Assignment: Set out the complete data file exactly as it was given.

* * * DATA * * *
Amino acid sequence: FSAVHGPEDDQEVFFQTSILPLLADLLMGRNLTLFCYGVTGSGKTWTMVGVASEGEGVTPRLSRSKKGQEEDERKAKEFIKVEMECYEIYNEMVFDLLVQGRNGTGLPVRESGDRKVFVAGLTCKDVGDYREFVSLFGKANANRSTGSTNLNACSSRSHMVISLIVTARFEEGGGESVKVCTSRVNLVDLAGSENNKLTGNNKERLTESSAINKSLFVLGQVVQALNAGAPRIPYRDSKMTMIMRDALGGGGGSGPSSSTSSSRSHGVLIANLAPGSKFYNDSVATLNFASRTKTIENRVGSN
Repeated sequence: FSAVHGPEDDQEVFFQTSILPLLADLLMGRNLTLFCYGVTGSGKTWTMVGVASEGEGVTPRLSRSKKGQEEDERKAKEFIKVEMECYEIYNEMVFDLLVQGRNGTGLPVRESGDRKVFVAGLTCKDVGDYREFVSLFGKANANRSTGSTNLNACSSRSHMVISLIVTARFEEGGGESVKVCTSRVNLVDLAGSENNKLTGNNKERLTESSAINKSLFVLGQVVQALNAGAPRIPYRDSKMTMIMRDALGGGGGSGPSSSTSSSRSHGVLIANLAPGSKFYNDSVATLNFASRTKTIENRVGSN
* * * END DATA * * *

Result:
Amino acid sequence: FSAVHGPEDDQEVFFQTSILPLLADLLMGRNLTLFCYGVTGSGKTWTMVGVASEGEGVTPRLSRSKKGQEEDERKAKEFIKVEMECYEIYNEMVFDLLVQGRNGTGLPVRESGDRKVFVAGLTCKDVGDYREFVSLFGKANANRSTGSTNLNACSSRSHMVISLIVTARFEEGGGESVKVCTSRVNLVDLAGSENNKLTGNNKERLTESSAINKSLFVLGQVVQALNAGAPRIPYRDSKMTMIMRDALGGGGGSGPSSSTSSSRSHGVLIANLAPGSKFYNDSVATLNFASRTKTIENRVGSN
Repeated sequence: FSAVHGPEDDQEVFFQTSILPLLADLLMGRNLTLFCYGVTGSGKTWTMVGVASEGEGVTPRLSRSKKGQEEDERKAKEFIKVEMECYEIYNEMVFDLLVQGRNGTGLPVRESGDRKVFVAGLTCKDVGDYREFVSLFGKANANRSTGSTNLNACSSRSHMVISLIVTARFEEGGGESVKVCTSRVNLVDLAGSENNKLTGNNKERLTESSAINKSLFVLGQVVQALNAGAPRIPYRDSKMTMIMRDALGGGGGSGPSSSTSSSRSHGVLIANLAPGSKFYNDSVATLNFASRTKTIENRVGSN